The latest extraordinary online meeting of the CSTO to discuss the situation in Kazakhstan and ‘measures to normalise it’ was a tour de force to showcase the unity of the member states in preventing the West from spreading ‘coloured revolutions’ and holding a ‘distinct’ way in terms of values and timely reforms deemed necessary as the ‘situation in Kazakhstan applies to all of us’. The CSTO seems to have taken advantage of the recent events in Kazakhstan to revive itself and push its members to step up their efforts to strengthen solidarity and coordination.
The meeting spurred a program for accelerating integration of the defence policies of the member states with increasing compatibility and interoperability of the military capabilities, training and joined drilling, and proposals to counter destructive foreign interference into the CSTO member states, including cyber interference via the Internet and social media. Further development of a united system of state law enforcement agencies and of the information space was also considered.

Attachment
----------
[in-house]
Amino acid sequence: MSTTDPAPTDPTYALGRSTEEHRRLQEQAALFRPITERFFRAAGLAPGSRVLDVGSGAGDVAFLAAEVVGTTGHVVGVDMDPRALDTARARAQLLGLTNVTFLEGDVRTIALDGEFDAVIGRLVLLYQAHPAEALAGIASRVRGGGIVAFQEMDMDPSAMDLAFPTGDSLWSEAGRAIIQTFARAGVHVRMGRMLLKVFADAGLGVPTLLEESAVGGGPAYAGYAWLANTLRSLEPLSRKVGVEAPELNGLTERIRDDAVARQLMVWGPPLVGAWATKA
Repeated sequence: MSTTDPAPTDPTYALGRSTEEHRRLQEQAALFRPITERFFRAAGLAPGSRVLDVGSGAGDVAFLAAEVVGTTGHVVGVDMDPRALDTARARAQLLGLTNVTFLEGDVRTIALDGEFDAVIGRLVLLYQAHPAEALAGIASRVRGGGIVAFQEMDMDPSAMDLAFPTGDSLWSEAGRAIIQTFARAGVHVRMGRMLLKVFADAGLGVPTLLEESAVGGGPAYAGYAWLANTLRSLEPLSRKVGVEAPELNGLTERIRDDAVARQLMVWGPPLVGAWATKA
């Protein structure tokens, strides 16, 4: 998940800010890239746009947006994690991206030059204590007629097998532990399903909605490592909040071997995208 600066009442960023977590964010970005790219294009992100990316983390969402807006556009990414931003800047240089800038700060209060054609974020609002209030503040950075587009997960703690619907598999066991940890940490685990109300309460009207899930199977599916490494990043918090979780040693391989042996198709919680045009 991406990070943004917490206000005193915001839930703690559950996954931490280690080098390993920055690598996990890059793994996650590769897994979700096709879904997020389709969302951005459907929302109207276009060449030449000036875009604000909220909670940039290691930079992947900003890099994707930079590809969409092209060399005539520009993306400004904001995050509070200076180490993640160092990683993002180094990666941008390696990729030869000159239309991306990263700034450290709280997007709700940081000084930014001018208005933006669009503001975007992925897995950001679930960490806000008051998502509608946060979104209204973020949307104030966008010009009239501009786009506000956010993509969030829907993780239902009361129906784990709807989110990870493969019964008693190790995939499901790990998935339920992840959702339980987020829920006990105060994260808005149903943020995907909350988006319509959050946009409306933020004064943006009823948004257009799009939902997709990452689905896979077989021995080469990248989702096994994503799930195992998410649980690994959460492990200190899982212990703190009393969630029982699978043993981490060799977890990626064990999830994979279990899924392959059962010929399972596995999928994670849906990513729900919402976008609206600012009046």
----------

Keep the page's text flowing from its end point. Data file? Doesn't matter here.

The latest events in Kazakhstan bear evidence to the regional character of international relations and the recognition and readiness of a regional hegemon that can order dynamics in between states in the region as well. This will surely create more room to manoeuvre to Russia in the region. On its part, Moscow seems ready to emphasize normal interstate relations to tone down claims of its imperial ambitions in the region. While the West is having hardly any appetite for entanglements in Central Asia considering its failures in Iraq, Syria, Libya, and recently Afghanistan, the rising Rest with the primacy of the Sino-Russian bloc is prone to endure for the coming decades or so.